There are a great many women in the mining industry whom I admire. But still, I wish there were more.
A lot has changed in the eleven years since I became a mining journalist. There are far more women in the industry now and in positions of leadership then when I began, and I think it’s no coincidence given the rise of digitisation.
Digital technologies have not only made roles that were once too physical accessible to women, they have also attracted a large number of diversified firms into the sector, firms that bring knowledge and experience from industries where women are not so vastly outnumbered. Their standards are driving change within this age-old sector and are pushing more traditional companies to up their game when it comes to workforce diversity.
The rise of digitisation has also created a niche in the mining business; an opportunity for smaller companies specialising in nascent subjects such as artificial intelligence, cryptocurrency and data science to shine. And I’ve noticed that quite a few of these are run by women. Where traditional firms have not provided roles, women have created their own.
I strongly believe that it’s hard to become what you cannot see. And so, over the coming weeks, I have asked some of the most inspirational women I know to share their stories and opinions with you.
If we don’t talk about change, then it won’t happen, and I’m keen to keep the conversation going when it comes to diversity and opportunities for women in mining.
While writing questions for my interview subjects, I realised that mining wasn’t presented to me as a potential career path when I was training as a geologist. Like so many people, I found my own way into the sector and stayed.
I thought it worthwhile laying my cards on the table and sharing my thoughts on the topic. So here goes…
How did you come to work in the mining industry?
I studied geography and geology for my undergrad degree at the University of Brighton in the UK. At the time, Earth history was the only topic I could think of that would hold my interest for three years.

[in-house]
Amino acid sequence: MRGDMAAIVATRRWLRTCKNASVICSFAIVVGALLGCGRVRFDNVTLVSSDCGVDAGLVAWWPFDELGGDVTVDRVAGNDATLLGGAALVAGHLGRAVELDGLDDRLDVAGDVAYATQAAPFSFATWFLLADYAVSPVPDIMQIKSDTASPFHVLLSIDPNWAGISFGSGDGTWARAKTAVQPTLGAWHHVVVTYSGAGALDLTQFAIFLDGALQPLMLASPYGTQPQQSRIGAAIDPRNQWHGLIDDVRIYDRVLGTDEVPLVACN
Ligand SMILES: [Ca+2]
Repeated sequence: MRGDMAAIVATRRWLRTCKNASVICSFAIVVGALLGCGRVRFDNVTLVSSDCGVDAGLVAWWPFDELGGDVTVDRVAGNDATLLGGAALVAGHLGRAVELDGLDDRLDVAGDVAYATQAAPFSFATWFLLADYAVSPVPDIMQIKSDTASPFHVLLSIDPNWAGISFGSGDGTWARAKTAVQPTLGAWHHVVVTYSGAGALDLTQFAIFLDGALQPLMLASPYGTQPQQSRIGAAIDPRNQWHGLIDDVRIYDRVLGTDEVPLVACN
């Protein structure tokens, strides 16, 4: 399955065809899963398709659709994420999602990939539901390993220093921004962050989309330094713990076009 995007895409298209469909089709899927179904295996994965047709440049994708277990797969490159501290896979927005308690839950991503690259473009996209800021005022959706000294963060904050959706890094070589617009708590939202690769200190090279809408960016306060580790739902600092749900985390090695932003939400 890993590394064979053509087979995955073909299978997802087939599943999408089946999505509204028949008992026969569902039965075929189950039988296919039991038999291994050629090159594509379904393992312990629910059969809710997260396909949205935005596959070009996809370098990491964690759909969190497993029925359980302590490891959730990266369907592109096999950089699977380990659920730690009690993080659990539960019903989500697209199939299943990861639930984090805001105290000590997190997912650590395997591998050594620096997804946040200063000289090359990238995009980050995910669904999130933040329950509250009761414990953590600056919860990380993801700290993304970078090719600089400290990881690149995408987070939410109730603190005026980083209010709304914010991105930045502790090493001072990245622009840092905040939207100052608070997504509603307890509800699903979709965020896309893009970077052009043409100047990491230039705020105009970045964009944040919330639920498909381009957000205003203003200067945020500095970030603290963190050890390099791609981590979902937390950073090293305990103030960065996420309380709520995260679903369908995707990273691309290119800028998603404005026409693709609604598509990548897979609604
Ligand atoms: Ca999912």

I graduated just before the global financial crash and, at that point, no one was hiring geologists so I had to get creative. I’ve always loved writing and when I saw a job opening at Mining Magazine as their assistant editor I jumped at the opportunity.
I wrote for several other Aspermont publications including World Tunelling and GeoDrilling International before being offered the editor’s job at Mining Mag in 2011. I stayed there until April 2019 when I went freelance and launched The Intelligent Miner.
What do you love most about working in mining? And which aspects do you dislike?
I love that I learn something new every single day. Mining is such a broad industry and there are so many interesting projects going on and topics to write about.
I also like the people that I work with. In general, the mining community is incredibly generous and supportive; most people are very willing to share their time and expertise, and to collaborate.
I dislike the rate of change on important issues such as diversity, and the lack of transparency in others such as tailings management. That said, things are changing and if miners want to keep their social license to operate and compete on the global stage then they’re going to have to pick up their pace.
The mining industry gets a bad rap in the mainstream media for its impact on the environment and on local communities, but it also does a lot of positive work. Firms in this sector do not shout loudly enough about their sustainability, conservation and community support projects.